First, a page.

Cat killed after alleged hit-&-run along Upper Bukit Timah Road, license plate found at scene

Technically, and unfortunately, a cat hit-and-run is not illegal.

Fasiha Nazren | April 17, 2018 @ 11:31 am

On the night of April 14, a cat was found lying lifelessly along Upper Bukit Timah Road towards Clementi.

via John Goh’s Facebook page

Coincidentally, a car license plate was found at the accident site, which led to some to believe the vehicle the license plate belongs to was involved in the hit-and-run.

via John Goh’s Facebook page

SPCA alerted

Speaking to Mothership, a representative from the Society for the Prevention of Cruelty to Animals (SPCA) shared that they were alerted to the accident at 11.45pm.

Unfortunately, the cat had passed on by the time we arrived.”

According to Goh, a police report was lodged.

Angry reactions

Evidently, many people left angry comments directed towards the license plate’s vehicle’s owner, despite the uncertainty of the involvement of the car owner.

Meanwhile, another group of people brought up the fact that nothing much can be done to seek justice for the cat because of the Road Traffic Act.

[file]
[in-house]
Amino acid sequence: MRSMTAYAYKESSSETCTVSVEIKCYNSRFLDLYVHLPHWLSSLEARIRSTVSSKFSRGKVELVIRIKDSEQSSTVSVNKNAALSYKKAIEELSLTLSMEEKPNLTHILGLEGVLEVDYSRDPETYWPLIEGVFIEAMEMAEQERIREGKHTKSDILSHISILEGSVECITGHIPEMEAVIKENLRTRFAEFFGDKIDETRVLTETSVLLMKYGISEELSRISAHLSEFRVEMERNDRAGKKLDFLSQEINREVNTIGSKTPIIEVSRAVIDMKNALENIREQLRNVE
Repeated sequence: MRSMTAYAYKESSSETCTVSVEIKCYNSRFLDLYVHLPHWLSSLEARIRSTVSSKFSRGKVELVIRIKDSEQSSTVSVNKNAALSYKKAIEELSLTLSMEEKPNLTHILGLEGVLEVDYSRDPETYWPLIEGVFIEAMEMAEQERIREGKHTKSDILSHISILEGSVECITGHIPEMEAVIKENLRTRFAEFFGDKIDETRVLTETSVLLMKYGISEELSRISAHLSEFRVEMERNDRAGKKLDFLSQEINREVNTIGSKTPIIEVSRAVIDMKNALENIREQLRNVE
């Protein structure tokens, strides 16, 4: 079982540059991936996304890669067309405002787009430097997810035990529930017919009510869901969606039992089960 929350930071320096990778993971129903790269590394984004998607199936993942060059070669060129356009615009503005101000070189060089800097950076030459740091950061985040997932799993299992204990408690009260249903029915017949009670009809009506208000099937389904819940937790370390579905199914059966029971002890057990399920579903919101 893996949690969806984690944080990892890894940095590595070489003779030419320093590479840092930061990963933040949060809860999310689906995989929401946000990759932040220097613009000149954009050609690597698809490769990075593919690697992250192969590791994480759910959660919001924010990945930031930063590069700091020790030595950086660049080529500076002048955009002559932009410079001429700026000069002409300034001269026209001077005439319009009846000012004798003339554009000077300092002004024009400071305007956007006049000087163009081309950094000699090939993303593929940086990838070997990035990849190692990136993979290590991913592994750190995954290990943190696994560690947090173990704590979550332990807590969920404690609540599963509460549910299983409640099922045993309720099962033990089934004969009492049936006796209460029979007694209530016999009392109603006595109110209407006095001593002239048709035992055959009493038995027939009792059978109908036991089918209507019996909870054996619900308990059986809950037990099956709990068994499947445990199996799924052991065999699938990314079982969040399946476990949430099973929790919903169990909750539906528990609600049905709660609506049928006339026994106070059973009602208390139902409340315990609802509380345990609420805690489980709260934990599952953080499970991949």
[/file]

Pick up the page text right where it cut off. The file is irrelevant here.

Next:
Technically not illegal

According to the Road Traffic Act, it is illegal to not stop and help the animal after an accident. Failure to do so could result in a S$3,000 fine or a jail term of up to a year.

However, “animal”, in this case, is only specified as any horse, cattle, ass, mule, sheep, pig, goat or dog.

Cats, monkeys, birds and wild boars, unfortunately, does not fall under this list.

According to a Channel NewsAsia report from May 2016, former Senior Minister of State for Home Affairs Desmond Lee said that “the original intent of the Road Traffic Act was targeted for animals of commercial value, to ensure restitution to their owners should an accident occur”.

What to do when you accidentally hit an animal

These are the guidelines laid out by SPCA:

1. Stop your car safely.

2. Stay at the scene.

3. Contact the SPCA at 62875355 ext. 9.

4. If you intend on approaching the animal:

– Be aware of your surroundings – watch out for other cars or anything else that might put you or anyone else in danger.

– If you’re approaching an injured animal, be very careful. It will probably be very scared and might try to bite or scratch you in fear.

– If you realise you have hit someone’s pet, you may want to see if you can locate its tag to access the contact details of its owner.

Top image via John Goh’s Facebook page

About Fasiha Nazren

Fasiha is only afraid of three things - cockroaches, her parents and the deafening screamos of post hardcore bands.

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